Members and HBAs Rally to Help First Responders, Local Communities

Disaster Response

Members of the home building industry are still responding to the needs of their communities during the COVID-19 pandemic. This is the latest in a series of posts highlighting their efforts and sharing positive news during this challenging time.

Feeding Essential Workers

Employees of Mifflingburg, Pa.- based Birch & Beam Custom Homes were considered non-essential workers in their state for six weeks, however, they helped out many essential workers in their community by providing lunches to emergency medical personnel at nearby Geisinger Medical Center and Evangelical Community Hospital.

The company partnered with a local restaurant and Weis Markets for the lunch donations, and worked with electrician and electrical contractor Kopper Konnection of Lewisburg to offer free delivery of take out, groceries and other supplies to Union County residents.

“Our company values relationships and connections with the community. During this crazy time of fear and anxiety, we felt that we were able to step forward and offer hope to the people that we serve here in Central Pennsylvania,” said Birch & Beam owner Delmar Bender.

Fischer & Frichtel Homes of St. Louis and St. Charles Counties, Mo., has made it a priority to contribute to charitable endeavors since its founding in 1945. A few years ago, the company decided to focus its efforts on the March of Dimes, which funds scientific research in an effort to prevent premature birth and birth defects.

During the COVID crisis, the March of Dimes, along with the Fischer & Frichtel team, helped provide meals to the Neonatal Intensive Care Unit staff at St. Louis Children’s Hospital.

Raffle to Support Ronald McDonald House

The Home Builders Association of Dayton (Ohio) and the Ronald McDonald House Charities Dayton sold nearly 900 tickets in a community-wide 50/50 raffle, with the proceeds raised supporting the work done to provide lodging, food, transportation and support to the families of sick and injured children.

During the pandemic, the house also collaborated with local hospitals to provide lodging for frontline healthcare workers.

The HBA of Dayton helped build and support the local Ronald McDonald House 40 years ago. “The House has been a symbol of hope and peace to Daytonians for more than 40 years, and, during these times they’ve seen their own homes as a source of safety and comfort. With those two sentiments, it is important that we support the House and homeownership for all throughout the region,” said HBA of Dayton CEO Eric Farrell.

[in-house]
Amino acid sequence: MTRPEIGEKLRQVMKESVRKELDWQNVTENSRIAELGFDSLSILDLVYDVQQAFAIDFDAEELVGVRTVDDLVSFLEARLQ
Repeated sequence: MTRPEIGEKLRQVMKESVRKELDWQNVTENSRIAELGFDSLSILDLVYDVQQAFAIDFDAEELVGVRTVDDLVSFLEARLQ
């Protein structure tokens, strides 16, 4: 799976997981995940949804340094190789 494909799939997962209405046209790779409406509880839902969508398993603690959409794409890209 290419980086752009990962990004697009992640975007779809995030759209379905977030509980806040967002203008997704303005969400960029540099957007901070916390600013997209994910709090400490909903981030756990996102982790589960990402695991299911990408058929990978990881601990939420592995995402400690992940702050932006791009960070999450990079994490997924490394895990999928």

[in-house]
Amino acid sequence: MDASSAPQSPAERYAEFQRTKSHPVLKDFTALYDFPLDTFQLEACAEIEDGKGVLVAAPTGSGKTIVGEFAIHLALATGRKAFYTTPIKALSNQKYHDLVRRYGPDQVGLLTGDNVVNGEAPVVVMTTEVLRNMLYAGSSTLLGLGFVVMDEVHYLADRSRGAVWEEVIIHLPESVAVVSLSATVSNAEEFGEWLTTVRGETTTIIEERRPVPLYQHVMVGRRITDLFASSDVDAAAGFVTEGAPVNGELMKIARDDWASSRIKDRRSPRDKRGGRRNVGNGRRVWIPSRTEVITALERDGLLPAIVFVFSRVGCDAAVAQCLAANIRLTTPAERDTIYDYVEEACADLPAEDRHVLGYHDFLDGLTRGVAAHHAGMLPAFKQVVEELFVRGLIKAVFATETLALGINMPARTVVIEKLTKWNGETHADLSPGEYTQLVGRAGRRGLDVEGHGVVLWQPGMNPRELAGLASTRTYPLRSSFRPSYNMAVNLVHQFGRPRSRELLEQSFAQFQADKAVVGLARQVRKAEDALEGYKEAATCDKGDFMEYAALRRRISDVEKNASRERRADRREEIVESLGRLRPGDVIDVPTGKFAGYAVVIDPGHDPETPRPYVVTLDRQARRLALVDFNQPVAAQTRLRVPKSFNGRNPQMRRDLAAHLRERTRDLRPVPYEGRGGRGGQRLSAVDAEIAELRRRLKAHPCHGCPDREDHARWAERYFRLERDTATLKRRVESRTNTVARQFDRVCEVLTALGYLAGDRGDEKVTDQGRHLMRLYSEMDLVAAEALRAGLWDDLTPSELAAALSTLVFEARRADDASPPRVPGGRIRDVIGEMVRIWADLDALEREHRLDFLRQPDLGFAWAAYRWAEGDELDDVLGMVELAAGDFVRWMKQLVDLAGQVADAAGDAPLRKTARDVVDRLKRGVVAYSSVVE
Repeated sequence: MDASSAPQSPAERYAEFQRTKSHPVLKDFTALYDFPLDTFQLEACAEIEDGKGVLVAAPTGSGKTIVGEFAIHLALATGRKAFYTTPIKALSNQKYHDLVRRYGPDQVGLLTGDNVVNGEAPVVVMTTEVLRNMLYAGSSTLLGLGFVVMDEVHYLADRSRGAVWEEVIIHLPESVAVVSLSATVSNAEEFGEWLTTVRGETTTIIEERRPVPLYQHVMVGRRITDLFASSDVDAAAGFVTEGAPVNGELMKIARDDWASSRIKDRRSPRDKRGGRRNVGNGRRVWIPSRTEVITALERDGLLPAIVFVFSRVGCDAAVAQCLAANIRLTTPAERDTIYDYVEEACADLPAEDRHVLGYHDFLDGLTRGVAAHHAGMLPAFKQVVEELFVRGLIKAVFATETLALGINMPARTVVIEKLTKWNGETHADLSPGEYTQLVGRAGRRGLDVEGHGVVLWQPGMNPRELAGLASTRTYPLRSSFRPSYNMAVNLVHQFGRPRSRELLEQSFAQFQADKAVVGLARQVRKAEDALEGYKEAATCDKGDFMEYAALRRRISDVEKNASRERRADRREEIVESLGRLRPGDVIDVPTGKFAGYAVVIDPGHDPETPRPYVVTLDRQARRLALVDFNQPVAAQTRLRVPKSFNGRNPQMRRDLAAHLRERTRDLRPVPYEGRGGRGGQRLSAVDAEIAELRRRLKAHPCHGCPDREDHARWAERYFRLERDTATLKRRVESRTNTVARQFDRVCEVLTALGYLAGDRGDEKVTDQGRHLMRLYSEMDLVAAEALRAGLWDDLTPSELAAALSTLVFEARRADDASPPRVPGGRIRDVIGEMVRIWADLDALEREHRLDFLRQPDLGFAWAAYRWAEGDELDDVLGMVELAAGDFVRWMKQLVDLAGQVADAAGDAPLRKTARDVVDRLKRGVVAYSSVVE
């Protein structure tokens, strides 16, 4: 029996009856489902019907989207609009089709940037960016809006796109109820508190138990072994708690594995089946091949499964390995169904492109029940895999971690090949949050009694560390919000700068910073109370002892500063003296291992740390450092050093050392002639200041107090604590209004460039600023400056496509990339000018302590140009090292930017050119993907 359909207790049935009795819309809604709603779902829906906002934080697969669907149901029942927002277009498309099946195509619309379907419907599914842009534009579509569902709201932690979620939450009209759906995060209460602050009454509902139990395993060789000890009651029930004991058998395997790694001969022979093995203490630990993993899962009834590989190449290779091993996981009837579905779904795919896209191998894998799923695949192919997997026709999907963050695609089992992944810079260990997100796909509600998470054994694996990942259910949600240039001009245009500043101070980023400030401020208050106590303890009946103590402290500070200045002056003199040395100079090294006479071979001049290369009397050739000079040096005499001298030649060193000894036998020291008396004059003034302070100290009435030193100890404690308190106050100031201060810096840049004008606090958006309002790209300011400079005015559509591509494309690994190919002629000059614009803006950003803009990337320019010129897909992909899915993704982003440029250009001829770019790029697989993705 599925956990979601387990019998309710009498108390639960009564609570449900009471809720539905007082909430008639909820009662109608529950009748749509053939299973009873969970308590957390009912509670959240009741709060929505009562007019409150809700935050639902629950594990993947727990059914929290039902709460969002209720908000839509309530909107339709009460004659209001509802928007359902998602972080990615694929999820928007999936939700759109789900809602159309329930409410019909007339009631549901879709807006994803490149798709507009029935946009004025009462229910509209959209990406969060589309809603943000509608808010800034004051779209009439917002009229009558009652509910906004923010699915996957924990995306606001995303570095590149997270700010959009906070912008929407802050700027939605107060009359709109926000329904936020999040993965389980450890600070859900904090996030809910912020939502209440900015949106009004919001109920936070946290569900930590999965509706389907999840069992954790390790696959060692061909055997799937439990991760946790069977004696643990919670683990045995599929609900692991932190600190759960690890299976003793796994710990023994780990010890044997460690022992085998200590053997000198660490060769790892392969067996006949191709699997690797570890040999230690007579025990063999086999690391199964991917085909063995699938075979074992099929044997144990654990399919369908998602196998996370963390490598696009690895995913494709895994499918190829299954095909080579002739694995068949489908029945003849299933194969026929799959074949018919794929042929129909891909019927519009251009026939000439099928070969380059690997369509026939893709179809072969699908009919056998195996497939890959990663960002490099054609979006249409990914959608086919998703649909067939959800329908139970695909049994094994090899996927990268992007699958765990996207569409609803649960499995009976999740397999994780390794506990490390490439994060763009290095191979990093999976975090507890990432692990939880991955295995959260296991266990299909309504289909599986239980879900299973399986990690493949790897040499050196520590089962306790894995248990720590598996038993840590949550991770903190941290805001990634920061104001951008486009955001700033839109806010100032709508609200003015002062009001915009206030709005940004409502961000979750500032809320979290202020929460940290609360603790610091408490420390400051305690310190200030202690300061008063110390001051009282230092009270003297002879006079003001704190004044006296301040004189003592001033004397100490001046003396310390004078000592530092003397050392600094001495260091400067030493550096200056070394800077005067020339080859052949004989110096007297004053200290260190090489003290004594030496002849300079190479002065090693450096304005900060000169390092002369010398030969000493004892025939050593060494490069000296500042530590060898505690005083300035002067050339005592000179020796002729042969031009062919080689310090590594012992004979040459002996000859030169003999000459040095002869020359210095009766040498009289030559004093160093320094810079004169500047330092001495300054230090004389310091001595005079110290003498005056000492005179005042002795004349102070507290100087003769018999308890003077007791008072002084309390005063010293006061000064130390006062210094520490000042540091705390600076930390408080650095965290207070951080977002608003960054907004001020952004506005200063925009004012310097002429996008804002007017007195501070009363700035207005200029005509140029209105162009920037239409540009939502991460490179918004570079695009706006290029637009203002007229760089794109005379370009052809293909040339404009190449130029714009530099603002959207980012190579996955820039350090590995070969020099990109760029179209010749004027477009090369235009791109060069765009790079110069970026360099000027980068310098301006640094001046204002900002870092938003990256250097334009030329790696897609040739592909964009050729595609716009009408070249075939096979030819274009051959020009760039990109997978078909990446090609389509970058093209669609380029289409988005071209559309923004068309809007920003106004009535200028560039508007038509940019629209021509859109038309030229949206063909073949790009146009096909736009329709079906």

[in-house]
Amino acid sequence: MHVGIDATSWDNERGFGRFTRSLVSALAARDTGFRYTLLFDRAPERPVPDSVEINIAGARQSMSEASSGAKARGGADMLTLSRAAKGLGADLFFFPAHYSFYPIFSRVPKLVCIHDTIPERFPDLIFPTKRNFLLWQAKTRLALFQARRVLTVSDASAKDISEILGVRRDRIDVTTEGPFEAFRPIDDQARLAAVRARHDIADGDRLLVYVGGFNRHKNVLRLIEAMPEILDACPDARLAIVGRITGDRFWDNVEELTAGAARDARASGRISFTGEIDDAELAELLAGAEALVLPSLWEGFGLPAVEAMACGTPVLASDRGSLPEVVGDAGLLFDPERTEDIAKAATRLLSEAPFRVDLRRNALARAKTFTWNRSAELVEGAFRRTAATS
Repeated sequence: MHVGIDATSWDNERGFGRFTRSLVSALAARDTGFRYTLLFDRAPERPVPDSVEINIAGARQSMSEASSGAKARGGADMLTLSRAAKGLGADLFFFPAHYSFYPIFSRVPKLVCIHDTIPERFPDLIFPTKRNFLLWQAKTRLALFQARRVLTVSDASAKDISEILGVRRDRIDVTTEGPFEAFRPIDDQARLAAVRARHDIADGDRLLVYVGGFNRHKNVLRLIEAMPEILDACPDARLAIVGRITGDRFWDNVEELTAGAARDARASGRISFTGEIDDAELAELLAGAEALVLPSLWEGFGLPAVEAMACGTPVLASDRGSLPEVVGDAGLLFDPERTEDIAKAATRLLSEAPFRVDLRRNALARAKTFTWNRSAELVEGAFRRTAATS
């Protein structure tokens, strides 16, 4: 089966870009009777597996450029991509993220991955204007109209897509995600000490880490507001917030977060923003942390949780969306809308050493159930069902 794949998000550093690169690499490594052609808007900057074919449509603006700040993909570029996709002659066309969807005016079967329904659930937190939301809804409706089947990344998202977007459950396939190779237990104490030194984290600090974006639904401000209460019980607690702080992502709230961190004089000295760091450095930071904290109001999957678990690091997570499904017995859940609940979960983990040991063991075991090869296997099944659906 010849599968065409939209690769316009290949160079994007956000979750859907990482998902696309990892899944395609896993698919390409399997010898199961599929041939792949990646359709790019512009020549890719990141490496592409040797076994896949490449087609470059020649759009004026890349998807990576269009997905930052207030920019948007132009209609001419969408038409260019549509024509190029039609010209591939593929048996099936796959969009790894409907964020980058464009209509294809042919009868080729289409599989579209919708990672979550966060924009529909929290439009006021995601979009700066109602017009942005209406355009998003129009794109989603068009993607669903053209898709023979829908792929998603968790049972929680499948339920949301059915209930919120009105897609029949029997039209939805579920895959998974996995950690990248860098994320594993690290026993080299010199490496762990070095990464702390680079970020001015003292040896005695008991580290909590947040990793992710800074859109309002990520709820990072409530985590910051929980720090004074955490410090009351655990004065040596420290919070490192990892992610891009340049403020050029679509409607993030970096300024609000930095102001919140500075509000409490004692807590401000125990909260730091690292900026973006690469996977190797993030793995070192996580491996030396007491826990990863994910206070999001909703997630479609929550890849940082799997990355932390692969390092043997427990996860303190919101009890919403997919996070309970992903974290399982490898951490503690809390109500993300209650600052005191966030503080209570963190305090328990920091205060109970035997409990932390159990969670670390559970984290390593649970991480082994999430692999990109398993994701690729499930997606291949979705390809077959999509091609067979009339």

Supporting Youth in Foster Care

The Greater Orlando Builders Association (GOBA) and its GOBA Foundation held a week-long donation drive to benefit Embrace Families, a local organization that serves vulnerable children and families in Central Florida. The monetary donations were used to fill care packages for 115 older youth in the area’s foster care system that had little to no resources to make it through the quarantine on their own. In addition to support from members and the Central Florida community, GOBA and its foundation matched a portion of the donations, raising over $9,000 to benefit the young people.

With the donations, the Embrace Families Youth Services and Foundation teams put together and delivered over 100 care packages that included a gift card to Publix Super Markets, snacks, toilet paper, masks and information to help keep them safe and healthy.

Donating Plasma After Recovery

Construction was deemed essential in the Dallas-Fort Worth area during the pandemic, and while the Dallas Builders Association remained hard at work, it was also at the forefront of the industry’s regional response by organizing compliance efforts for new social distancing guidelines, taking part in hand sanitizer and mask drives, and maintaining advocacy efforts.

But in the early days of COVID-19, the group’s executive officer, Phil Crone, was sick with the virus. Crone says he was lucky he had a fairly mild, flu-like case, and has fully recovered. He donated plasma that contains antibodies that will help with treatment of the disease or prevention in others. “I'm keenly aware of the terrible toll the virus is taking, especially on older people. That’s why I’ve started convalescent plasma donations. I'm grateful I can help someone having a harder time with it than I did,” Crone said.

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